Graham: I think I addressed this above—but of course there is no shortage of information available as to what one can do, as an individual. I would stress that what we need to do as a nation is, at this moment, even more essential. We need leadership and courageous vision-capable of truly confronting the issue and not just giving us placating little things to do. But this is not going to be a comfortable passage. No, we are not going to be rescued magically at the last minute by altered science, the discovery of sustainable life on other planets, or a return of the savior. And most importantly right now we need to face the family of nations again, and say "we made this mess together we must solve it together." We are great inventors, and we are great optimists-just look at our national project-we need to turn to the rest of the planet and say "we're back." Some books to read—With Speed and Violence by Fred Pearce is a good place to start, also his When Rivers Run Dry, and Hell and High Water by Romm, The Suicidal Planet by Hillman, Water Wars: Privatization, Pollution and Profit by Vandana Shiva—there are many interesting studies of ice core research—and of course the devastating The World Without Us by Alan Weisman. But there are so many, and so many different directions to read in. And of course just speaking out is so important. One has to be able to feel free to speak out. One has to be able to confront, as tribes have done in times of great crisis, the communal danger open-eyed. The inevitable harshness of the future must become something we feel truly free to think about as a community of humans on a piece of land which is a nationstate, but which is also a piece of land in a complex ecosystem, on a planet, shared by other humans. The differences among those other humans pales, pretty much vanishes, when one sees what one is up against as a species. It is true that as a leader Obama is trying to speak of this, but tangentially, as it is hard to bring bad news and not be blamed as the messenger. However faulty, one must try to carry the message across to the tribe as long as one has breath. That is, among other things, what I feel I am trying to do in this book. But it is hard. I am trying to also "make it real" for myself, trying to confront myself, awaken myself. The imagination, the poetic imagination, is singularly qualified to undertake the imagination of the unimaginable. By the time the rest of the Antarctic shelf falls—look at what fell off just recently—we should be as familiar, emotionally, with what we are being called upon to face as we are with, say, the lives of our movie stars, or the infidelities of our politicians.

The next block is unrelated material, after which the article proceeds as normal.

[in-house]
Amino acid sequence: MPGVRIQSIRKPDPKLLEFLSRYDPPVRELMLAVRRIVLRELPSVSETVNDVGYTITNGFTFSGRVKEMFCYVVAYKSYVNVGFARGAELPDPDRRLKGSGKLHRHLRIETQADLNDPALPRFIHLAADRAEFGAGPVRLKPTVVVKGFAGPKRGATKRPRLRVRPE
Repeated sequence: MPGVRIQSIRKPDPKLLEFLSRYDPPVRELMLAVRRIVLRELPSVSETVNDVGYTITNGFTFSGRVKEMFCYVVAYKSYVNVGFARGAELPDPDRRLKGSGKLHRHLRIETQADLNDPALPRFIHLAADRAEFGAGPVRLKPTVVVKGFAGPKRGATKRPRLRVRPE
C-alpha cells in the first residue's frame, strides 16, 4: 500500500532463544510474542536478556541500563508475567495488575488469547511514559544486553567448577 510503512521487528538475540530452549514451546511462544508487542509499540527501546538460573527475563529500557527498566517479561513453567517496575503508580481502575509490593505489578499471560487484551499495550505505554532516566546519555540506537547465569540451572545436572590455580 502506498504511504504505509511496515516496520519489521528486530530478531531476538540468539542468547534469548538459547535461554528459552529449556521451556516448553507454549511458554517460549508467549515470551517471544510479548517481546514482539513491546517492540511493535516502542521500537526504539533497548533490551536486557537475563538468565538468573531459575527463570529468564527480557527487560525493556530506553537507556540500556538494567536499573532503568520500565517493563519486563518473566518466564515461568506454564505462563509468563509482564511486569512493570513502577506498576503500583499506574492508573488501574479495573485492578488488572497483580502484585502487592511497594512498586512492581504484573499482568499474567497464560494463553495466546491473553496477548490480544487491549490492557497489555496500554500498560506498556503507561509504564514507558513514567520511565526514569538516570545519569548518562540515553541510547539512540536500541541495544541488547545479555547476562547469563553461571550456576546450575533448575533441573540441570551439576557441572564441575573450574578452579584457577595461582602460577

Wengen: I was hoping you could talk a little bit about the form of these poems and how they appear on the page. It is very distinct and, at first glance, a little unnerving. Was there a particular reason for creating them this way?